I'd say the only method would be to drill a line of holes slowly into the sheetrock with a holesaw, at intervals of maybe 8", and pick out a way with one of those breadknife-like rockers saws. Keep the discs and spackle them back in to repair the damage, but it is really difficult to hide the 'bumps'! I slipped a 1" x 4" piece of 1/2" ply through the hole and fixed discs with 2 buglehead screws when running a new satelite coax under polystyrene foam-backed plasterboard. We are still finding the beads!

Last edited by renosteinke; 01/14/10 07:54 PM. Reason: context
Joined: Feb 2008
Posts: 21
Thanks for the info,question will cables have to be derated
now that the cable is inclosed in the foam?I'am an electrical contractor and a lot of my work is trying get a new cable in
with out a lot of holes in drywall.I watch Holmes on Homes once in a while and he is a big fan of spray foam insulation
and I feel it will make our work much harder,as more homes are
done this way.

Joined: Jun 2006
Posts: 613
There is another problem with the spray foam but I don't have much more than sketchy memories. The foam must be applied under very strict and narrow conditions. We have seen the jacket of Loomex (Canadian Romex) damaged by foam that was either too hot or cold when sprayed in? The jacket became brittle and would break or crack at bending. Sorry it is a little cryptic. If I had a preferred way it would be ENT (smurf tube) and pull wires in after. As for derating? Not until there are more than 3 - 2 wire cables in contact for at least 2 feet. NMD90 is approved for installation in thermal insulation so single cables would not require derating.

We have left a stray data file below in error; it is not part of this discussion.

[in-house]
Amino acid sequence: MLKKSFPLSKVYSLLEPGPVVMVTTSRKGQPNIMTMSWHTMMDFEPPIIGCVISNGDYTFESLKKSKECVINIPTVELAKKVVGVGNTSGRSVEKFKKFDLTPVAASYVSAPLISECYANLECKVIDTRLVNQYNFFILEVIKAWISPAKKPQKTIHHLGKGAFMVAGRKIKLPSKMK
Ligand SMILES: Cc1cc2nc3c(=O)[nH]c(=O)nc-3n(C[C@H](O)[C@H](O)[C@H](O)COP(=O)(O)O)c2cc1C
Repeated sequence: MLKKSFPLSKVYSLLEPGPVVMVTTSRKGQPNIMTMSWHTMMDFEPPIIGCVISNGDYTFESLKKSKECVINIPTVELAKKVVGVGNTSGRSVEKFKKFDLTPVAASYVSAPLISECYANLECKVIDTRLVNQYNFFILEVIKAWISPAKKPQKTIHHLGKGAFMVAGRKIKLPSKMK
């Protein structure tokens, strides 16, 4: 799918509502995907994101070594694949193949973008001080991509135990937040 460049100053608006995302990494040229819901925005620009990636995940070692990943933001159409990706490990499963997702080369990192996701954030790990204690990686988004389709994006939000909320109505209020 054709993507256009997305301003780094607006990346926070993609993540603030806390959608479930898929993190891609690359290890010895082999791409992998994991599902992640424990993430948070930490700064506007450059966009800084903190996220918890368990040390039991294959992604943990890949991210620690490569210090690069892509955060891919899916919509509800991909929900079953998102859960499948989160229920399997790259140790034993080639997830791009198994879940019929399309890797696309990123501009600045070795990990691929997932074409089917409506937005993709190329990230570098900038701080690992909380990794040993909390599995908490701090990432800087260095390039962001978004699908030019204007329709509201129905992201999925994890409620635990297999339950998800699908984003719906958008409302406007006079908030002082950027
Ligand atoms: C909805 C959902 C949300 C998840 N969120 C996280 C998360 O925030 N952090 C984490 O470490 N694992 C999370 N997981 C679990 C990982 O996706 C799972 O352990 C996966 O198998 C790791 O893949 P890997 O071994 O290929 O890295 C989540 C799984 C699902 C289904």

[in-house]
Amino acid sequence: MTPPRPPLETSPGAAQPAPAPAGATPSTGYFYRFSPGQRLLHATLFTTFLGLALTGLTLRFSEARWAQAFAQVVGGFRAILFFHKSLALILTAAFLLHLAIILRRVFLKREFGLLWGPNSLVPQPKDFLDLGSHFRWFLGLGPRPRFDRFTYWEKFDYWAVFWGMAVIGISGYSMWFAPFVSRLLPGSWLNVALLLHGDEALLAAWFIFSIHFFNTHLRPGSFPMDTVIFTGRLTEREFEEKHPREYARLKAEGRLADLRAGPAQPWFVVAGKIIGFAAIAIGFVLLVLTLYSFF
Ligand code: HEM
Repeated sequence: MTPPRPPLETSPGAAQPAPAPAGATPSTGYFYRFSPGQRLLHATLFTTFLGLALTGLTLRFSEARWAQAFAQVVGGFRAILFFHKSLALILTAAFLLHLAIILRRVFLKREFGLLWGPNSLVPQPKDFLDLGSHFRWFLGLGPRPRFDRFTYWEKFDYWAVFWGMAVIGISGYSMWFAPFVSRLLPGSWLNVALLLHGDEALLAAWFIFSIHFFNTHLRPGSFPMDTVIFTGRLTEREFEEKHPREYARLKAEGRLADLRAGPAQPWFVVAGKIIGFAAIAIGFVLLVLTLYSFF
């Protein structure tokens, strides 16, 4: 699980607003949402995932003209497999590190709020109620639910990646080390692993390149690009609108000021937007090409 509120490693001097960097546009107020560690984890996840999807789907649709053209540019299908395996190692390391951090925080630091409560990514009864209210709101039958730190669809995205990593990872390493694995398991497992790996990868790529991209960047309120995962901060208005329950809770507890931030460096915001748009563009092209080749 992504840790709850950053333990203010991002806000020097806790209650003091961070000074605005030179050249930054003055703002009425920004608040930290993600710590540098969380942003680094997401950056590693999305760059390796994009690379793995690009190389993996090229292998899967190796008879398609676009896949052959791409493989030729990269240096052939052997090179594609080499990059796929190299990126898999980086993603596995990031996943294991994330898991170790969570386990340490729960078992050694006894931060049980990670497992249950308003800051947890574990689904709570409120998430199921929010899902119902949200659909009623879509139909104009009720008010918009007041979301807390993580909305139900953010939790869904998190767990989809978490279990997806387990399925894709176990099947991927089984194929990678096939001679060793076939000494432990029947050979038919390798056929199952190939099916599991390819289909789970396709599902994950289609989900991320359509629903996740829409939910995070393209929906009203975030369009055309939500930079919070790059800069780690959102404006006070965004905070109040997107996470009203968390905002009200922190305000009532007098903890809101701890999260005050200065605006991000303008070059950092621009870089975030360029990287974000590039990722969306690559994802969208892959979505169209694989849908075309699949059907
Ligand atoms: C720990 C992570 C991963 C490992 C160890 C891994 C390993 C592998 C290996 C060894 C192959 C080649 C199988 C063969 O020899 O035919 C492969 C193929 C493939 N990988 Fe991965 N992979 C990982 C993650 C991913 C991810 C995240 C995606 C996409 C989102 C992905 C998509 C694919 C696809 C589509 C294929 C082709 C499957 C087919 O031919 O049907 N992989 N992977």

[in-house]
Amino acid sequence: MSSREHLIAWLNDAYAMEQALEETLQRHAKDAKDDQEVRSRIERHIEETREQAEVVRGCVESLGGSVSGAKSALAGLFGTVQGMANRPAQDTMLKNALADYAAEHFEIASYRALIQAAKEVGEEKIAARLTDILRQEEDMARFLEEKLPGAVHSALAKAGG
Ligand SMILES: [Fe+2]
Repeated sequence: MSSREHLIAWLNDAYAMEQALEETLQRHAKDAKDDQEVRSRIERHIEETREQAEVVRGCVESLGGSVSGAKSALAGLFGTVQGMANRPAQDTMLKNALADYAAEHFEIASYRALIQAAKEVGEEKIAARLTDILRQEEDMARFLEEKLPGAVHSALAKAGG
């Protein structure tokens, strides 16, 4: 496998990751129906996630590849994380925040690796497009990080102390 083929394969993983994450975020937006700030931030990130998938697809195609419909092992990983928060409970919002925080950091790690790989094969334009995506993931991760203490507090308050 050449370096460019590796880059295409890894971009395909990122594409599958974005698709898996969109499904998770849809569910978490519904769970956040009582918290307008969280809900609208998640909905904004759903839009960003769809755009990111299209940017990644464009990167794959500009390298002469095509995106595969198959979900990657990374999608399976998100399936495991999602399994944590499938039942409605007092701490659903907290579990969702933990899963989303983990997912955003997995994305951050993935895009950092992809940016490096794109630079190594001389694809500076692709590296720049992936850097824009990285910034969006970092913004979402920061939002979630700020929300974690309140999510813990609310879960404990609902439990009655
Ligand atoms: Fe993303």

Joined: Jan 2005
Posts: 5,370
Likes: 1
Cat Servant
Derating? What, me worry?

NEMA did a study that concluded that simply having Romex encased in foam was no realson to have to derate the conductors. Go ahead, use the 75 degree table.

THEN the NEC decided that if the cables pass through a framing member that needs to be firestopped (like the top plate, you need to derate. Hello 60 degree table.

The reality> The NEC already massively derates the table values for the smaller wires (#'s 14, 12, 10), so the effect should be minimal. In the usual house, this means #6 instead of #8 to the range, and maybe #8 to the air conditioner.